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Banks: Closures

Question for HM Treasury

UIN 125768, tabled on 30 January 2018

To ask Mr Chancellor of the Exchequer, how many consultations have been undertaken on proposed branch closures since the announcement of the Access to Banking Protocol; and how many of those consultations resulted in the branch remaining open.

Answered on

6 February 2018

The Treasury does not hold data on bank branch closures. The decision to close a branch remains a commercial judgement for banks. However, the impact on communities must be understood, considered and mitigated where possible.

The Access to Banking Protocol was a 2015 industry-wide agreement on bank branch closures, designed to help minimise their impact on customers and communities. In November 2016, Professor Russel Griggs published an independent ‘one year on’ review of the Protocol, following which the new Access to Banking Standard came into effect in May 2017. The Standard commits banks to ensure personal and business customers are better informed about branch closures and the reasons for them closing, along with the options they have locally to continue to access banking services, including specialist assistance for customers who need more help. The Access to Banking Standard is monitored and enforced by the independent Lending Standards Board.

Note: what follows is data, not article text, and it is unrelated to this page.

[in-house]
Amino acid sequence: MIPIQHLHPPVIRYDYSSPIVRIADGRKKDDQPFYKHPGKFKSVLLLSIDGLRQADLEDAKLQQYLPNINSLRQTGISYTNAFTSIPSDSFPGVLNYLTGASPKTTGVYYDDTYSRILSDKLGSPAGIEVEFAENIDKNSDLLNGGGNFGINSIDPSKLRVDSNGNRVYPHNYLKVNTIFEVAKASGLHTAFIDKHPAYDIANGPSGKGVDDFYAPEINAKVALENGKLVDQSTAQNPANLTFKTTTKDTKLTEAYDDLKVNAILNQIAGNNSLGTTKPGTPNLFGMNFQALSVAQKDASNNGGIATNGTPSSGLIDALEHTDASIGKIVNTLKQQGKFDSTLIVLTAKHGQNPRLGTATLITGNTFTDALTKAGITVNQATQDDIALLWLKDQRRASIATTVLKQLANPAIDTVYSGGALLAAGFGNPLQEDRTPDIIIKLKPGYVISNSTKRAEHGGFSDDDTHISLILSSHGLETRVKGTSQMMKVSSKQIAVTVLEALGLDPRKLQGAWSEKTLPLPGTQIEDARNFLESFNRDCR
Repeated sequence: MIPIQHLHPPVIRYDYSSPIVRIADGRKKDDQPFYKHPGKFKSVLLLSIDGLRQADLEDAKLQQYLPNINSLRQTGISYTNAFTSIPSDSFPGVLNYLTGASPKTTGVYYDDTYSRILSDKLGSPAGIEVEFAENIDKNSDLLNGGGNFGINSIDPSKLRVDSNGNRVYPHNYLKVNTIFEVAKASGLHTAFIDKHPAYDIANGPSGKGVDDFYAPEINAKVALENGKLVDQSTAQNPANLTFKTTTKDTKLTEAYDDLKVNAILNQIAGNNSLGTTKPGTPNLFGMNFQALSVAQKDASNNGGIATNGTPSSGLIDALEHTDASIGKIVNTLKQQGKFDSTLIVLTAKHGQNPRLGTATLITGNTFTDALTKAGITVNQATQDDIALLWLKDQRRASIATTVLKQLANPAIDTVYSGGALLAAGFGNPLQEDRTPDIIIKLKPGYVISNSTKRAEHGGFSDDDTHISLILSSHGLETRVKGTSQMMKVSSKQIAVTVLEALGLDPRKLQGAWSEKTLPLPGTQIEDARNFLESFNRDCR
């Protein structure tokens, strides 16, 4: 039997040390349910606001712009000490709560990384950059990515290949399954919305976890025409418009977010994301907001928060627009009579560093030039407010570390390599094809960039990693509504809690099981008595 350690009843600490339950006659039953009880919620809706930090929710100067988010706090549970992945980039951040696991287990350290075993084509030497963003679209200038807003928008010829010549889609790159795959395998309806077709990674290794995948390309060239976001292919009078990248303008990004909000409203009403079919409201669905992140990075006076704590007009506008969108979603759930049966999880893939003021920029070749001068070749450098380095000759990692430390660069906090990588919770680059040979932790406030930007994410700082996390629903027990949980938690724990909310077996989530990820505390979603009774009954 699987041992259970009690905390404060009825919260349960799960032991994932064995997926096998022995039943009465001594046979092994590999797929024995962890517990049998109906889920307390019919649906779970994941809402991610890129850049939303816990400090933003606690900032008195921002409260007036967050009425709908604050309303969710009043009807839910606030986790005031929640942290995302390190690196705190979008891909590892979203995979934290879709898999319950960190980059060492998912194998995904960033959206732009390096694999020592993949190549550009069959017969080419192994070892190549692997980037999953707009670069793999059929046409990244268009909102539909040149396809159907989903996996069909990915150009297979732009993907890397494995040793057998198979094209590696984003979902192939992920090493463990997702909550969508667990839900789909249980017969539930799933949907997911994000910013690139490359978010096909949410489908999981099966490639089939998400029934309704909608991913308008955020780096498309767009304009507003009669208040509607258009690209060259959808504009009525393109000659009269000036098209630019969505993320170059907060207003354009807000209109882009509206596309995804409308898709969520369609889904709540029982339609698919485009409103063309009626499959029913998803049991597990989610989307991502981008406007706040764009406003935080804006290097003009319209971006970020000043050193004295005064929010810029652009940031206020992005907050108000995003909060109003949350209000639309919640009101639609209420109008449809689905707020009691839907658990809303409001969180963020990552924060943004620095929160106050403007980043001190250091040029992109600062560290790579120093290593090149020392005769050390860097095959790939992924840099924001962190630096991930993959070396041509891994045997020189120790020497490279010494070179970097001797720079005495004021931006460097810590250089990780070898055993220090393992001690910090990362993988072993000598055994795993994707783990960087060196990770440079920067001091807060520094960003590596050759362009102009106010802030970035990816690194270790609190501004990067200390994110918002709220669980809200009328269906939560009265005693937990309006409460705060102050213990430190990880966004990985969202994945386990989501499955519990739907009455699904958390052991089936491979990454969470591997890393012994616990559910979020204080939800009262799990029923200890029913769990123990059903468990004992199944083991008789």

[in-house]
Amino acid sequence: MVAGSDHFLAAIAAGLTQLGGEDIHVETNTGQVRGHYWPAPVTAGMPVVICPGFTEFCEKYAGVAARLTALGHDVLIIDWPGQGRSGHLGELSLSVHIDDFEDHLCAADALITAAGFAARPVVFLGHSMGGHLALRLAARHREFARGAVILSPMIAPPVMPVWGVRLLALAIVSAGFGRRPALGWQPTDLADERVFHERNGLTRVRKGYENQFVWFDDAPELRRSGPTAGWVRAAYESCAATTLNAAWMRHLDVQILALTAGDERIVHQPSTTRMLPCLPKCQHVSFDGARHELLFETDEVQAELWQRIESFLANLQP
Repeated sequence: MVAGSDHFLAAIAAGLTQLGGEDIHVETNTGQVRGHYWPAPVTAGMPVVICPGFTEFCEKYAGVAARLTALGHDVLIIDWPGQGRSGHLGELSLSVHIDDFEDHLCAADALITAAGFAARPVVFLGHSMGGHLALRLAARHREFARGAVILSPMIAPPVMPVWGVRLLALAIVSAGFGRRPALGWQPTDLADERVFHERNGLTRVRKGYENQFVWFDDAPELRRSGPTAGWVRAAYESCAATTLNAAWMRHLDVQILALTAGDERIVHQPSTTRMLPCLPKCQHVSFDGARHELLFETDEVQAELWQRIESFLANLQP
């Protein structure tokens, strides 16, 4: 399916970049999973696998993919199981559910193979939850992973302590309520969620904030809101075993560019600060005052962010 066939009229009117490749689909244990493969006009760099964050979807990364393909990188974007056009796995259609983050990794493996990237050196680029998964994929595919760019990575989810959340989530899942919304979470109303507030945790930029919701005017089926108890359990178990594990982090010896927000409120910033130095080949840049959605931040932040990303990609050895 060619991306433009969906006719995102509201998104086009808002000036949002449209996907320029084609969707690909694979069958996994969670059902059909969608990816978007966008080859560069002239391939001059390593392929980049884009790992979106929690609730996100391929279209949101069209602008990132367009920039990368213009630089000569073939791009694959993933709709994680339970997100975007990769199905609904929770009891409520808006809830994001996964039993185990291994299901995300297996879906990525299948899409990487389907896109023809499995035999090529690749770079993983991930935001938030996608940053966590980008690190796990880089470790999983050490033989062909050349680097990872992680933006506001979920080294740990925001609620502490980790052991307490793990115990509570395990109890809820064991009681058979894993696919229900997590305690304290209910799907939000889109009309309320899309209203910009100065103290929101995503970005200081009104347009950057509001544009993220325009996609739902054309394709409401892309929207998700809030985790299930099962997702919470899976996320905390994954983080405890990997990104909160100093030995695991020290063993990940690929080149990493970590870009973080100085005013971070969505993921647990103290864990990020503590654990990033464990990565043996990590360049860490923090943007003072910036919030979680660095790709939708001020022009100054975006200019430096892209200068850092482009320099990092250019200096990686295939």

99% of banks’ personal and 95% of banks’ business customers are able to withdraw cash, deposit cash and cheques, and make balance enquiries at a Post Office counter via its network of 11,600 branches. At Autumn Budget 2017, my predecessor wrote to the Post Office and UK Finance to ask them to raise public awareness of the banking services available at the Post Office for individuals and SMEs. The Government is committed to ensuring that communities across the UK are fully aware of the important services that remain available to them at their local Post Office, even if their bank branch is closed.

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